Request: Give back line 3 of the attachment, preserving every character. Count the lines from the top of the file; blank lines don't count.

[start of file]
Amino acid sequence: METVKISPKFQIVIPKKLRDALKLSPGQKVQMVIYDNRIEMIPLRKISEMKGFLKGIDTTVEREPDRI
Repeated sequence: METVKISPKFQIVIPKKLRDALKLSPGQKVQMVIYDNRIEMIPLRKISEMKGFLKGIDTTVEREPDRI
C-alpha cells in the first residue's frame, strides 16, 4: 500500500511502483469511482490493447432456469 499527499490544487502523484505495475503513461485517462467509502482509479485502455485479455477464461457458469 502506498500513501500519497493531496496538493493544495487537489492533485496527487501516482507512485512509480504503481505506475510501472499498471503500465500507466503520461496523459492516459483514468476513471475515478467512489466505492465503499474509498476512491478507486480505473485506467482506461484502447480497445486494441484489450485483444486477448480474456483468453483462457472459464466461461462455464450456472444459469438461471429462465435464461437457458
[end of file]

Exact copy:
C-alpha cells in the first residue's frame, strides 16, 4: 500500500511502483469511482490493447432456469 499527499490544487502523484505495475503513461485517462467509502482509479485502455485479455477464461457458469 502506498500513501500519497493531496496538493493544495487537489492533485496527487501516482507512485512509480504503481505506475510501472499498471503500465500507466503520461496523459492516459483514468476513471475515478467512489466505492465503499474509498476512491478507486480505473485506467482506461484502447480497445486494441484489450485483444486477448480474456483468453483462457472459464466461461462455464450456472444459469438461471429462465435464461437457458